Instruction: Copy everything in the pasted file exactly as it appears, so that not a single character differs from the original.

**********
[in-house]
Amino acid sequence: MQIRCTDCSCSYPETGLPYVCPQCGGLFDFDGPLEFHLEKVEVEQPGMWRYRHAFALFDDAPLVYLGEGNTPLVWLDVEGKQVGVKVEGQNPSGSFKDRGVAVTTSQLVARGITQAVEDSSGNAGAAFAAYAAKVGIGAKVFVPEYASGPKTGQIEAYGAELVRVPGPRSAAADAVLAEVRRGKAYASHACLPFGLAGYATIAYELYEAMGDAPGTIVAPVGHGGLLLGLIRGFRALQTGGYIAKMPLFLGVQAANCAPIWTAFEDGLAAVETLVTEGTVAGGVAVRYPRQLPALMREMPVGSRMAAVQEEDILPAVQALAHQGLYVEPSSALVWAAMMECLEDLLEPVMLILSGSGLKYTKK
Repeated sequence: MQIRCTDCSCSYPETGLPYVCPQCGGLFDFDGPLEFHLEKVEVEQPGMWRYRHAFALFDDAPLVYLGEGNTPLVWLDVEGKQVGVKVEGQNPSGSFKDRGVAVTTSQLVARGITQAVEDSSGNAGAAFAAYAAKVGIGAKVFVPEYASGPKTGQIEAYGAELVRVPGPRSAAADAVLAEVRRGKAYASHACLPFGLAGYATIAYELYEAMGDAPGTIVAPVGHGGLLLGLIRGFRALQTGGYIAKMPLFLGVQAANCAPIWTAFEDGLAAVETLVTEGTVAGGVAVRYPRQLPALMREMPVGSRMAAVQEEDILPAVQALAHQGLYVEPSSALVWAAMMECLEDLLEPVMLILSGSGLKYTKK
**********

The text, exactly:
[in-house]
Amino acid sequence: MQIRCTDCSCSYPETGLPYVCPQCGGLFDFDGPLEFHLEKVEVEQPGMWRYRHAFALFDDAPLVYLGEGNTPLVWLDVEGKQVGVKVEGQNPSGSFKDRGVAVTTSQLVARGITQAVEDSSGNAGAAFAAYAAKVGIGAKVFVPEYASGPKTGQIEAYGAELVRVPGPRSAAADAVLAEVRRGKAYASHACLPFGLAGYATIAYELYEAMGDAPGTIVAPVGHGGLLLGLIRGFRALQTGGYIAKMPLFLGVQAANCAPIWTAFEDGLAAVETLVTEGTVAGGVAVRYPRQLPALMREMPVGSRMAAVQEEDILPAVQALAHQGLYVEPSSALVWAAMMECLEDLLEPVMLILSGSGLKYTKK
Repeated sequence: MQIRCTDCSCSYPETGLPYVCPQCGGLFDFDGPLEFHLEKVEVEQPGMWRYRHAFALFDDAPLVYLGEGNTPLVWLDVEGKQVGVKVEGQNPSGSFKDRGVAVTTSQLVARGITQAVEDSSGNAGAAFAAYAAKVGIGAKVFVPEYASGPKTGQIEAYGAELVRVPGPRSAAADAVLAEVRRGKAYASHACLPFGLAGYATIAYELYEAMGDAPGTIVAPVGHGGLLLGLIRGFRALQTGGYIAKMPLFLGVQAANCAPIWTAFEDGLAAVETLVTEGTVAGGVAVRYPRQLPALMREMPVGSRMAAVQEEDILPAVQALAHQGLYVEPSSALVWAAMMECLEDLLEPVMLILSGSGLKYTKK